Paul's Saga ends L'Autonomie unbeaten run as Nabet returns to the big time

Paul's Saga and Kevin Nabet got the better of a fierce battle up the Auteuil straight with the previously untouchable L'Autonomie to land the Grade 1 Grande Course de Haies, giving former champion jockey David Cottin his first Grade 1 success as a trainer. 

Ramses De Teillee proved best of a four-strong British-trained challenge, running on to be fifth under Tom Scudamore. 

L'Autonomie arrived here under the weight of expectation that her first try in excess of three miles would end in the same domination of her rivals as on her eight previous starts.

But Angelo Zuliani rarely seemed entirely comfortable as the favourite tanked along in front, frequently jumping out to her right. Paul's Saga never giving her any breathing space and reeled in her adversary over the final 100 yards.  

Cottin was absent for the biggest success of his blossoming career, while for Nabet the moment will have been all the sweeter as he returned to the saddle only at the start of the month, after gaining a civil court injunction to halt a six-month ban for striking another jockey. 

"I had planned to sit mid-pack but I could hear the English jockeys at the start all saying they weren't going to go on," said Nabet. "I really rode my mare for herself and thought we were running for a place rather than to beat L'Autonomie."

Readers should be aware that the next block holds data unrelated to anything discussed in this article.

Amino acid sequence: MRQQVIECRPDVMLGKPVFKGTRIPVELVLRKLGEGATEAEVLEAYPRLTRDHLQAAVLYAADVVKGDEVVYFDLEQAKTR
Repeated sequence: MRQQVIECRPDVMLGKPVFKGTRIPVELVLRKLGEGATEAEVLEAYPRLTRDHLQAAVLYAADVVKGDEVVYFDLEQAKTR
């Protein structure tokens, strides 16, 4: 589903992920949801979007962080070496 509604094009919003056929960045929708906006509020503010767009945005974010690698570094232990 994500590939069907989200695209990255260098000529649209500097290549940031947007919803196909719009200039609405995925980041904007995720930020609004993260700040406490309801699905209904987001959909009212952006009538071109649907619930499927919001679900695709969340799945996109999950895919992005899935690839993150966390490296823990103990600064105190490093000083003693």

For Francois Nicolle there was the disappointment of L'Autonomie's defeat, having suffered a similar fate in the 2019 edition when De Bon Coeur was beaten by Benie Des Dieux.

"We were just beaten by a better horse, that's all," said Nicolle. "She has always favoured her right but it became worse as the race went on and was very difficult for Angelo to manage.

"Kevin rode a great race and was constantly chasing us up. He rode to suit his horse, not mine. I'm disappointed because she was in great form and it's maybe just the Paul's Saga is a bit tougher than her."

Scudamore was delighted with the effort of Ramses De Teillee, who was sent novice hurdling last year in order to protect his chasing mark by David Pipe.

"I was flat out all the way and he's a Grand National horse running against these," said Scudamore. "I was very impressed with how the front two went on, they're exceptional horses. But I'm really pleased with our fellow and we've an exciting season ahead with him."

France's biggest jumping prize, the Grand Steeple-Chase de Paris (3.25) is run at Auteuil on Sunday in place of its usual slot in mid-May.